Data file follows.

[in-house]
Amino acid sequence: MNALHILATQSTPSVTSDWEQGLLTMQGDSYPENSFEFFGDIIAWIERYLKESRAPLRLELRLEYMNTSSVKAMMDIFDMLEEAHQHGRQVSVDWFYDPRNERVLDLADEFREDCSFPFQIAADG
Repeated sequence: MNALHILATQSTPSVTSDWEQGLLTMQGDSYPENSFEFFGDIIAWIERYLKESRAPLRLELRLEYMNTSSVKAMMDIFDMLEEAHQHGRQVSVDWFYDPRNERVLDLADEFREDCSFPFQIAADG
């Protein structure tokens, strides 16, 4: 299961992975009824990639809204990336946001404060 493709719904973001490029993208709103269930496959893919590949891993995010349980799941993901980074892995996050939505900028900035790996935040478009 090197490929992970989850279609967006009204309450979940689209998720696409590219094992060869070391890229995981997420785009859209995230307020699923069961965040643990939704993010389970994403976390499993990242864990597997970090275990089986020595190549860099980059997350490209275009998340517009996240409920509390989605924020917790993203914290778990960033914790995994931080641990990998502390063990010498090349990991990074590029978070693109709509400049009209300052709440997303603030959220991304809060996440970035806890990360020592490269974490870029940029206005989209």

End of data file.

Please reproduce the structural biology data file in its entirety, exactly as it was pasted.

[in-house]
Amino acid sequence: MNALHILATQSTPSVTSDWEQGLLTMQGDSYPENSFEFFGDIIAWIERYLKESRAPLRLELRLEYMNTSSVKAMMDIFDMLEEAHQHGRQVSVDWFYDPRNERVLDLADEFREDCSFPFQIAADG
Repeated sequence: MNALHILATQSTPSVTSDWEQGLLTMQGDSYPENSFEFFGDIIAWIERYLKESRAPLRLELRLEYMNTSSVKAMMDIFDMLEEAHQHGRQVSVDWFYDPRNERVLDLADEFREDCSFPFQIAADG
């Protein structure tokens, strides 16, 4: 299961992975009824990639809204990336946001404060 493709719904973001490029993208709103269930496959893919590949891993995010349980799941993901980074892995996050939505900028900035790996935040478009 090197490929992970989850279609967006009204309450979940689209998720696409590219094992060869070391890229995981997420785009859209995230307020699923069961965040643990939704993010389970994403976390499993990242864990597997970090275990089986020595190549860099980059997350490209275009998340517009996240409920509390989605924020917790993203914290778990960033914790995994931080641990990998502390063990010498090349990991990074590029978070693109709509400049009209300052709440997303603030959220991304809060996440970035806890990360020592490269974490870029940029206005989209």